Health Team

Study: Medicare Rx Plan Not Helping Those Who Need It

Posted April 22, 2008 5:26 p.m. EDT
Updated April 22, 2008 10:23 p.m. EDT

— The Medicare Part D program was meant to make prescription medications more affordable, but a new study shows that it may not be helping those who need it the most.

Larry Brewer, 67, has several chronic illnesses, including a heart condition, depression and high blood pressure. In July, he said, his Medicare Part D benefits run out.

“At that point, I start really cutting back on my prescriptions. There’s some I won’t even take,” Brewer said.

When Medicare Part D started two years ago, it was meant to make drugs more affordable – especially for the poor and chronically ill.

Researchers at Harvard Medical School analyzed data from annual Medicare surveys from 2004 through 2006, the year Part D began. They found a small decrease in the tendency of beneficiaries to back on essential needs in order to afford prescriptions.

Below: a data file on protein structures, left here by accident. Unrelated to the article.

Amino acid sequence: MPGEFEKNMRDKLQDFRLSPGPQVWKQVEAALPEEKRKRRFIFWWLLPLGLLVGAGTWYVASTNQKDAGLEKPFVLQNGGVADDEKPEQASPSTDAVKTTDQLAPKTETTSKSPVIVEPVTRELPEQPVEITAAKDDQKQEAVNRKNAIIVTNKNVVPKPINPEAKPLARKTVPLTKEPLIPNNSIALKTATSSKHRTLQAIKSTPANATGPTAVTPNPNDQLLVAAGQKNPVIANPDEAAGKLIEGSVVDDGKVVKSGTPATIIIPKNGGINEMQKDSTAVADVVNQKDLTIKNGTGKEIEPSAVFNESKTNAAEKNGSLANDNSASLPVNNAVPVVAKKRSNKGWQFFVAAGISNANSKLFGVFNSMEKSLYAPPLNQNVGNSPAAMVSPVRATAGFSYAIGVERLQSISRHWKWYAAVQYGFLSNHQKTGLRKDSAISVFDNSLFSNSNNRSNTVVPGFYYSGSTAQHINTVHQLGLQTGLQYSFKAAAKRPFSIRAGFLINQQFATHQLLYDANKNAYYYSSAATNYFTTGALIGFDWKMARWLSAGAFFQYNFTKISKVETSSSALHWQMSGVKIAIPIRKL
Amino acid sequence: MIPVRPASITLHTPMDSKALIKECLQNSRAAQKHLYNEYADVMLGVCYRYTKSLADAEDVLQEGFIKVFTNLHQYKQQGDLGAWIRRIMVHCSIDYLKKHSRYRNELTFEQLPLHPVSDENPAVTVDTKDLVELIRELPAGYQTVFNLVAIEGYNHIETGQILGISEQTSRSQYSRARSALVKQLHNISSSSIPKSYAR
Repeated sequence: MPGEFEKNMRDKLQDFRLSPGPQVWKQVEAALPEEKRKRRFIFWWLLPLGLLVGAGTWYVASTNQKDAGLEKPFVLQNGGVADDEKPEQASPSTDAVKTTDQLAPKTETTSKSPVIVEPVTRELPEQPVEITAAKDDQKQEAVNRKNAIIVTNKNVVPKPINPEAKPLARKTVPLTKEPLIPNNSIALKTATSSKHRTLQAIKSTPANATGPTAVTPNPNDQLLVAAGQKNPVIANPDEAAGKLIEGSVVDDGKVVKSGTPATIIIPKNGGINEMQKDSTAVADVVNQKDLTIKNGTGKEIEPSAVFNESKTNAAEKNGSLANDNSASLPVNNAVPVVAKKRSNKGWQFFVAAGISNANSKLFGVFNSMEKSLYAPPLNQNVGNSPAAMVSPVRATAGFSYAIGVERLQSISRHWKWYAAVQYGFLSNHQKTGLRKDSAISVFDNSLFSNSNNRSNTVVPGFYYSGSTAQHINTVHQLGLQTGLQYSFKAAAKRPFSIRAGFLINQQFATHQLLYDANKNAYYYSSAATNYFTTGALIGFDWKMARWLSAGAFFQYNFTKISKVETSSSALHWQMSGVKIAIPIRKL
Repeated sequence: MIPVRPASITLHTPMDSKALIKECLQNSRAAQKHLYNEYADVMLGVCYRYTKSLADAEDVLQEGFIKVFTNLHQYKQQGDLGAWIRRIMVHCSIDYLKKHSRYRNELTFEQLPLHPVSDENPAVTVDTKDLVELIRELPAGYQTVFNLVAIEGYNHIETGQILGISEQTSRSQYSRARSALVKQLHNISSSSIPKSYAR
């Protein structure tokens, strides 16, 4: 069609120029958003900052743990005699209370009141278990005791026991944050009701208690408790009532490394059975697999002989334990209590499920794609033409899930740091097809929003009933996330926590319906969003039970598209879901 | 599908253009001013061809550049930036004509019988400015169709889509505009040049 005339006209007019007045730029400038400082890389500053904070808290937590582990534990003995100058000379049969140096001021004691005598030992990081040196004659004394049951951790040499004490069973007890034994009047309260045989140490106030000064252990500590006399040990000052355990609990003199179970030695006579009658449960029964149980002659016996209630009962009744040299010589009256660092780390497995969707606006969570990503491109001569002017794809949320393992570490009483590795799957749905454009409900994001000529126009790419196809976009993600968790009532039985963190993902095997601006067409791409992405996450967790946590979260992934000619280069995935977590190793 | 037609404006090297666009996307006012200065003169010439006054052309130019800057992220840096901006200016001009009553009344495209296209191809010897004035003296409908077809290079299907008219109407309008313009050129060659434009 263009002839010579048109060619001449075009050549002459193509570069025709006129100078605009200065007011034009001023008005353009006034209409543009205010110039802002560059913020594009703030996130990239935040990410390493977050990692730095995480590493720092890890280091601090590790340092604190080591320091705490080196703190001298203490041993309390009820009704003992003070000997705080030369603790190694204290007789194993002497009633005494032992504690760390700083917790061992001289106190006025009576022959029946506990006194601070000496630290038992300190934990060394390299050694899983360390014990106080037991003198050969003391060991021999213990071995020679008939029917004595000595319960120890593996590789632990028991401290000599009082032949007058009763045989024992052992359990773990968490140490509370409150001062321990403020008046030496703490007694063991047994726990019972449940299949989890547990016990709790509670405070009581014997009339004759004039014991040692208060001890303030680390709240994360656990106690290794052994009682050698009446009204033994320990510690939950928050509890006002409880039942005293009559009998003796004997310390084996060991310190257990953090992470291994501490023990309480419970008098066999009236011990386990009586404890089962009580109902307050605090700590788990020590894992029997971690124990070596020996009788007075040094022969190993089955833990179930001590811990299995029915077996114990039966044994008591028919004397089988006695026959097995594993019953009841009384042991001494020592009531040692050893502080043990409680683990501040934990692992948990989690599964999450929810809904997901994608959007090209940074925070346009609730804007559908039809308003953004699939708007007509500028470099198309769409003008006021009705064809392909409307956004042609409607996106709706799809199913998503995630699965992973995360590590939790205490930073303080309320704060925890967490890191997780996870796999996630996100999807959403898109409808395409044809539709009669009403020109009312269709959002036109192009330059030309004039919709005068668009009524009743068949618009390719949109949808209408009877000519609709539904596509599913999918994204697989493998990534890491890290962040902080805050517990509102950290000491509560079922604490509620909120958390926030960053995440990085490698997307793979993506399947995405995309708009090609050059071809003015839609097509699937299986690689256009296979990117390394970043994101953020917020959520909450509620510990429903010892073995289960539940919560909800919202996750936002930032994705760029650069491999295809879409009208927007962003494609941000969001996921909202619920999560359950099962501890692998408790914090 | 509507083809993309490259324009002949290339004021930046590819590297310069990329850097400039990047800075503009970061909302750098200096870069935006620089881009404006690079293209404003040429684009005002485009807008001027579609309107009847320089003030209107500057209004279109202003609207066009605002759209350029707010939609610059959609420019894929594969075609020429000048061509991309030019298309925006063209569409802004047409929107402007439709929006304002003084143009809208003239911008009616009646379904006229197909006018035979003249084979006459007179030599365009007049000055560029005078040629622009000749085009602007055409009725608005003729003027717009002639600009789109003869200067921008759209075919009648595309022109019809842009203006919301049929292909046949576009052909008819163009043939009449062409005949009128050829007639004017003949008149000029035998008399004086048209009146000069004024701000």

“Across all groups that we saw that rate go down about 40 percent compared to what it had been before Part D began,” said Jeanne Madden, a Ph.D. in Harvard Medical School's Department of Ambulatory Care and Prevention.

The researchers added, however, that there wasn't much change in medicine-skipping among the sickest people.

Skipping medications is still a problem for others like Brewer.

“We found that the sickest beneficiaries actually showed no improvement after Part D began on the measure of pill-skipping due to high costs,” Madden said.

The study appears in the Journal of the American Medical Association.

Researchers said high co-payments and the loss of benefits after the first $2,250 make it tougher for recipients.

When Brewer’s benefits dry up, he said, he pays about $700 a month.

“Just think. If I was taking all my prescriptions the way I was supposed to, it would chew up most of my Social Security,” Brewer said.

Brewer said Medicare helps to some extent, but this summer he'll be in the same difficult situation.

Researchers said about 10 percent of Medicare beneficiaries, including about 3 million low-income individuals, still have no prescription drug coverage.